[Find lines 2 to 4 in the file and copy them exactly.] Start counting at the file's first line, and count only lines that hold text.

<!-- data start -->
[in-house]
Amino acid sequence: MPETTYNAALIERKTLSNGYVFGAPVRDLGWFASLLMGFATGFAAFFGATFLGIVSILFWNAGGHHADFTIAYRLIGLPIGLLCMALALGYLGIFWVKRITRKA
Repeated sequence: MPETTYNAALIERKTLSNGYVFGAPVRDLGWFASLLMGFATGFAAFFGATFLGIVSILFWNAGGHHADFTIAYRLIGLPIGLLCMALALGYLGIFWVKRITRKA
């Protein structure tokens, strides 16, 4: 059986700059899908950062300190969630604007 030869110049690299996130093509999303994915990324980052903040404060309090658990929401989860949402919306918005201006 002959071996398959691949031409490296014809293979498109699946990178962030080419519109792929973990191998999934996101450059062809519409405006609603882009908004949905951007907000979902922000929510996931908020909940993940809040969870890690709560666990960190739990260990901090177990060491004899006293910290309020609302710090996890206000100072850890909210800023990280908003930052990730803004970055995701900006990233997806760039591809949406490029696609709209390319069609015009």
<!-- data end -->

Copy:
Amino acid sequence: MPETTYNAALIERKTLSNGYVFGAPVRDLGWFASLLMGFATGFAAFFGATFLGIVSILFWNAGGHHADFTIAYRLIGLPIGLLCMALALGYLGIFWVKRITRKA
Repeated sequence: MPETTYNAALIERKTLSNGYVFGAPVRDLGWFASLLMGFATGFAAFFGATFLGIVSILFWNAGGHHADFTIAYRLIGLPIGLLCMALALGYLGIFWVKRITRKA
């Protein structure tokens, strides 16, 4: 059986700059899908950062300190969630604007 030869110049690299996130093509999303994915990324980052903040404060309090658990929401989860949402919306918005201006 002959071996398959691949031409490296014809293979498109699946990178962030080419519109792929973990191998999934996101450059062809519409405006609603882009908004949905951007907000979902922000929510996931908020909940993940809040969870890690709560666990960190739990260990901090177990060491004899006293910290309020609302710090996890206000100072850890909210800023990280908003930052990730803004970055995701900006990233997806760039591809949406490029696609709209390319069609015009």